19 Ignore the term (which is 1 when all equal 1): c 0 ( ) ' mx mx n i n j i=1 j=1 id ij N Start opening up the i s and the D ij s: where c 0 ( ) ' mx X i=1 j6=i n i n j [(1 )+ N i ][ ij +(1 )/n i ] N =! 1 +! 2 G + [ P +(1 )F ] P = F = G = mx i=1 j=1 mx n 2 i n j ij, mx n i (1 n i ), i=1 mx i=1 j=1 mx n i n j ij. Approximation Theorem Theorem. Neglect joint impact of the deviation of correction factors from unity. Then the percapita cost of conflict is approximately ˆ, given by where ˆ c 0 ( ˆ ) =! 1 +! 2 G + [ P +(1 )F ],! 1 (1 )(1 )(m 1)/N! 2 (1 )/N. and G, P and F are as defined earlier. For large N: only P and F matter if > 0: ˆ c 0 ( ˆ ) ' [ P +(1 )F ]
20 How Good is the Approximation? Holds exactly when there are just two groups and all goods are public. Holds exactly when all groups the same size and public goods losses are symmetric. Holds almost exactly for contests when conflict is high enough. Can numerically simulate to see how good the approximation is. Contests, quadratic costs, large populations, various:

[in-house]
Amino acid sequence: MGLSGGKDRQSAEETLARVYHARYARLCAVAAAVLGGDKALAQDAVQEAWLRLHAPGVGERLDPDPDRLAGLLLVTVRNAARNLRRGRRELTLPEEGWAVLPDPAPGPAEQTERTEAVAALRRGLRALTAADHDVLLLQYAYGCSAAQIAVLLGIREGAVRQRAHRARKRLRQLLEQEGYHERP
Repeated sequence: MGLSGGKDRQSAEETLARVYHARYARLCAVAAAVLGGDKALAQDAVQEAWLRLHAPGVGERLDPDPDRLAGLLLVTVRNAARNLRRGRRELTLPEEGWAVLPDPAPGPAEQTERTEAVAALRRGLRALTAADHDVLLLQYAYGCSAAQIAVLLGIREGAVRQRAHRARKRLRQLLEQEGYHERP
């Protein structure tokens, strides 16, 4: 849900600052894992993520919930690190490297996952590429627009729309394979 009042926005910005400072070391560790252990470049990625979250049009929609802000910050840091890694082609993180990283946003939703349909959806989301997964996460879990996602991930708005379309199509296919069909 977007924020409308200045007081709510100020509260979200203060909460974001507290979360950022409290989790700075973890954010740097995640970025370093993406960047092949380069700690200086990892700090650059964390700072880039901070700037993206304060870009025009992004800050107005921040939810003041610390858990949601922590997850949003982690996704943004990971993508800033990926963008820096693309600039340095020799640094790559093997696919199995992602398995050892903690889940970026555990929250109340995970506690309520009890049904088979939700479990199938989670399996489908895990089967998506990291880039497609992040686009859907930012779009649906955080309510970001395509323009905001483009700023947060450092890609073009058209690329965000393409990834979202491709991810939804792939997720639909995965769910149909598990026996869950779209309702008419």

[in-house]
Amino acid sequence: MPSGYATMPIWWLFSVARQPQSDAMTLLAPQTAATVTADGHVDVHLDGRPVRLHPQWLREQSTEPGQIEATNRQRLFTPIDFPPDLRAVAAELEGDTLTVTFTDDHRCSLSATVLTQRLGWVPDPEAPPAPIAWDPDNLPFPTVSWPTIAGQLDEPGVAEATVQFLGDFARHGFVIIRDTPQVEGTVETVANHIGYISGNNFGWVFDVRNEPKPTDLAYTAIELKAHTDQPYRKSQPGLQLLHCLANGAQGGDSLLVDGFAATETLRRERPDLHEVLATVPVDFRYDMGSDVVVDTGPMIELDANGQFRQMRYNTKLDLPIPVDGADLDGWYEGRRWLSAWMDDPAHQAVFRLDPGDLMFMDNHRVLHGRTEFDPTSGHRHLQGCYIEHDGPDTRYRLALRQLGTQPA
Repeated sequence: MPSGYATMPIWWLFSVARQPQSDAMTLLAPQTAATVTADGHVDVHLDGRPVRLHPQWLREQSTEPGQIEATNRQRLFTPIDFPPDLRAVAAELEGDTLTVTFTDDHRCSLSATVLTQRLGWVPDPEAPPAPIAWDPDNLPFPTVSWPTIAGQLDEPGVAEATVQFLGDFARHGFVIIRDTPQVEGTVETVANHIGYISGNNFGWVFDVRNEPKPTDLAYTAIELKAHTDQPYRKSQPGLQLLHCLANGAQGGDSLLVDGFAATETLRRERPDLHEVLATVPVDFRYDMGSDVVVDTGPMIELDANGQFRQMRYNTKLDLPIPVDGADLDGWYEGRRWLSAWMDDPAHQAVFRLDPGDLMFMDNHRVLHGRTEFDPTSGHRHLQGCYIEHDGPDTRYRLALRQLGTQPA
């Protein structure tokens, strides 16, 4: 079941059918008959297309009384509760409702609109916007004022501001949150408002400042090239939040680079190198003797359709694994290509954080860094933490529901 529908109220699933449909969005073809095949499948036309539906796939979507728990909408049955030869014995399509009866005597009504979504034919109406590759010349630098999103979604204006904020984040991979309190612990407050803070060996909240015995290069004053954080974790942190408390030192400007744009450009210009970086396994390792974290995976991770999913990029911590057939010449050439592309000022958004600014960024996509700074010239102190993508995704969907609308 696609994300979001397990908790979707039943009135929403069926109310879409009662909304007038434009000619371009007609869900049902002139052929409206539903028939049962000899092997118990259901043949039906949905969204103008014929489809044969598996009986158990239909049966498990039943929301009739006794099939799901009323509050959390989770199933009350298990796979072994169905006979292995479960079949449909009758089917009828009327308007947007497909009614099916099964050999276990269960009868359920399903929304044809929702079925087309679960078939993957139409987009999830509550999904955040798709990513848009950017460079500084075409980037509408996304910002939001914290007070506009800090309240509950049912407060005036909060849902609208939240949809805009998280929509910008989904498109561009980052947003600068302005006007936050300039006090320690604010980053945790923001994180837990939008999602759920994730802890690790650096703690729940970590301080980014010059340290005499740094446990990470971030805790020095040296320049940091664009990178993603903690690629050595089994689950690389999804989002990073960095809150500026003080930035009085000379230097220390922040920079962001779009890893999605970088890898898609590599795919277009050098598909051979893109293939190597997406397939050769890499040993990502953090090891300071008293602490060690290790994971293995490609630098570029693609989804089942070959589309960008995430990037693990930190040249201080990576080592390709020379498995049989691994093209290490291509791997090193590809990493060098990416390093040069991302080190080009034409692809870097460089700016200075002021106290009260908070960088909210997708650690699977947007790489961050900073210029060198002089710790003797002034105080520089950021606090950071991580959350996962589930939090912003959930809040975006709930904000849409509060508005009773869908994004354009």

21 Distances, quadratic costs, large populations, various: Small populations, various:
22 Nonquadratic costs, large populations, various: Empirical Investigation (Esteban, Mayoral and Ray AER 2012, Science 2012) 138 countries over (pooled crosssection). PRIO25: 25+ battle deaths in the year. [Baseline] PRIOCW: PRIO25 + total exceeding 1000 battlerelated deaths. PRIO1000: 1,000+ battlerelated deaths in the year. PRIOINT: weighted combination of above. ISC: Continuous index, Banks (2008), weighted average of 8 different manifestations of coflict.